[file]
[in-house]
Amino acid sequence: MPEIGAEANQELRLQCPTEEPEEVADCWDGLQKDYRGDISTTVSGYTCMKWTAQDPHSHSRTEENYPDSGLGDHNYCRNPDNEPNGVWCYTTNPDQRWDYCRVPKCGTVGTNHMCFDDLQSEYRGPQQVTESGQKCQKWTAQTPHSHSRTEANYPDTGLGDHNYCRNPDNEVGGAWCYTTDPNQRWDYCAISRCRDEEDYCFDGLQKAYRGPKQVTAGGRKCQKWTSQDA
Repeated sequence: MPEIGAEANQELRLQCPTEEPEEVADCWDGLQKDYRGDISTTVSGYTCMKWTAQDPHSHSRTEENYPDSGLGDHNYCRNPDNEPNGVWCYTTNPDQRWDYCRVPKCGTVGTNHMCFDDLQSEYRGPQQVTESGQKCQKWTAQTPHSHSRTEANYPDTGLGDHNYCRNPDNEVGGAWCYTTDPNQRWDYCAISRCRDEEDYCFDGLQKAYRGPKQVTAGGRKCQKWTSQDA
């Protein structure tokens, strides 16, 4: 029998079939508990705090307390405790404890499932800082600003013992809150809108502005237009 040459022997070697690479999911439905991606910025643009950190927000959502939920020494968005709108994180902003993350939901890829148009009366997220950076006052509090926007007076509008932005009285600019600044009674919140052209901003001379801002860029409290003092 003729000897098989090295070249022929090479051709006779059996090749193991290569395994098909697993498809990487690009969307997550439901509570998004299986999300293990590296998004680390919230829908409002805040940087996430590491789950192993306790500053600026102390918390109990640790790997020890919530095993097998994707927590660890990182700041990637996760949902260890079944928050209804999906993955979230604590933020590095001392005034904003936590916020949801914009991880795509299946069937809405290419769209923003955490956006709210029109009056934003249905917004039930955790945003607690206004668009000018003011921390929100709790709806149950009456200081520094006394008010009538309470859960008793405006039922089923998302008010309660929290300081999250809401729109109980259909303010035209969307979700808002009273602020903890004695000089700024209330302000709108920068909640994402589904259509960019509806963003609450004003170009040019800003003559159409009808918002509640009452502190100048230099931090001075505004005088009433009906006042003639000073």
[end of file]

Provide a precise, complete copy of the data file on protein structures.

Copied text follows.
[in-house]
Amino acid sequence: MPEIGAEANQELRLQCPTEEPEEVADCWDGLQKDYRGDISTTVSGYTCMKWTAQDPHSHSRTEENYPDSGLGDHNYCRNPDNEPNGVWCYTTNPDQRWDYCRVPKCGTVGTNHMCFDDLQSEYRGPQQVTESGQKCQKWTAQTPHSHSRTEANYPDTGLGDHNYCRNPDNEVGGAWCYTTDPNQRWDYCAISRCRDEEDYCFDGLQKAYRGPKQVTAGGRKCQKWTSQDA
Repeated sequence: MPEIGAEANQELRLQCPTEEPEEVADCWDGLQKDYRGDISTTVSGYTCMKWTAQDPHSHSRTEENYPDSGLGDHNYCRNPDNEPNGVWCYTTNPDQRWDYCRVPKCGTVGTNHMCFDDLQSEYRGPQQVTESGQKCQKWTAQTPHSHSRTEANYPDTGLGDHNYCRNPDNEVGGAWCYTTDPNQRWDYCAISRCRDEEDYCFDGLQKAYRGPKQVTAGGRKCQKWTSQDA
């Protein structure tokens, strides 16, 4: 029998079939508990705090307390405790404890499932800082600003013992809150809108502005237009 040459022997070697690479999911439905991606910025643009950190927000959502939920020494968005709108994180902003993350939901890829148009009366997220950076006052509090926007007076509008932005009285600019600044009674919140052209901003001379801002860029409290003092 003729000897098989090295070249022929090479051709006779059996090749193991290569395994098909697993498809990487690009969307997550439901509570998004299986999300293990590296998004680390919230829908409002805040940087996430590491789950192993306790500053600026102390918390109990640790790997020890919530095993097998994707927590660890990182700041990637996760949902260890079944928050209804999906993955979230604590933020590095001392005034904003936590916020949801914009991880795509299946069937809405290419769209923003955490956006709210029109009056934003249905917004039930955790945003607690206004668009000018003011921390929100709790709806149950009456200081520094006394008010009538309470859960008793405006039922089923998302008010309660929290300081999250809401729109109980259909303010035209969307979700808002009273602020903890004695000089700024209330302000709108920068909640994402589904259509960019509806963003609450004003170009040019800003003559159409009808918002509640009452502190100048230099931090001075505004005088009433009906006042003639000073």